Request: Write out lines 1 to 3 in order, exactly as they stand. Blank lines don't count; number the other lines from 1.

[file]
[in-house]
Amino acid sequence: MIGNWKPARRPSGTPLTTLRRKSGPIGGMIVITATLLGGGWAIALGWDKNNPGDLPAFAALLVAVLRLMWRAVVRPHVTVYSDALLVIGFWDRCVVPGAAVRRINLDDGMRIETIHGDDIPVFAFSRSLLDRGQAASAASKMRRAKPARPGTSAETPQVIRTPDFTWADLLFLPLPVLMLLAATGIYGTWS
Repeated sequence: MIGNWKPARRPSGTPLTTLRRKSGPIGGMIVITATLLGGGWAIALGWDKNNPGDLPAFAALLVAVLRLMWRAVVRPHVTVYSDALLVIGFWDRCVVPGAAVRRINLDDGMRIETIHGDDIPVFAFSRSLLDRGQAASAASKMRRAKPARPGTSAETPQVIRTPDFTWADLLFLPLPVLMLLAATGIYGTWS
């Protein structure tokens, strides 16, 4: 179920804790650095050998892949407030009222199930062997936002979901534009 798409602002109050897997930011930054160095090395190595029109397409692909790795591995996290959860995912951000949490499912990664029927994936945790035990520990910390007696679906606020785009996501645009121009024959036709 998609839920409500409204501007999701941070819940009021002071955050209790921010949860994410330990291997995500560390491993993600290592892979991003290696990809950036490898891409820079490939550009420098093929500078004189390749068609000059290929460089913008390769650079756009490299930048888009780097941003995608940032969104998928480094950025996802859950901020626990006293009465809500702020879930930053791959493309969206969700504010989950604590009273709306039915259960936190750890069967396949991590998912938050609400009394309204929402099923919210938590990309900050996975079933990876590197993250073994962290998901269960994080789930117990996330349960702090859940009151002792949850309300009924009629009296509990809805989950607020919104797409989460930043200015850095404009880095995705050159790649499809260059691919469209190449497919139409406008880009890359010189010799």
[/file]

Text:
[in-house]
Amino acid sequence: MIGNWKPARRPSGTPLTTLRRKSGPIGGMIVITATLLGGGWAIALGWDKNNPGDLPAFAALLVAVLRLMWRAVVRPHVTVYSDALLVIGFWDRCVVPGAAVRRINLDDGMRIETIHGDDIPVFAFSRSLLDRGQAASAASKMRRAKPARPGTSAETPQVIRTPDFTWADLLFLPLPVLMLLAATGIYGTWS
Repeated sequence: MIGNWKPARRPSGTPLTTLRRKSGPIGGMIVITATLLGGGWAIALGWDKNNPGDLPAFAALLVAVLRLMWRAVVRPHVTVYSDALLVIGFWDRCVVPGAAVRRINLDDGMRIETIHGDDIPVFAFSRSLLDRGQAASAASKMRRAKPARPGTSAETPQVIRTPDFTWADLLFLPLPVLMLLAATGIYGTWS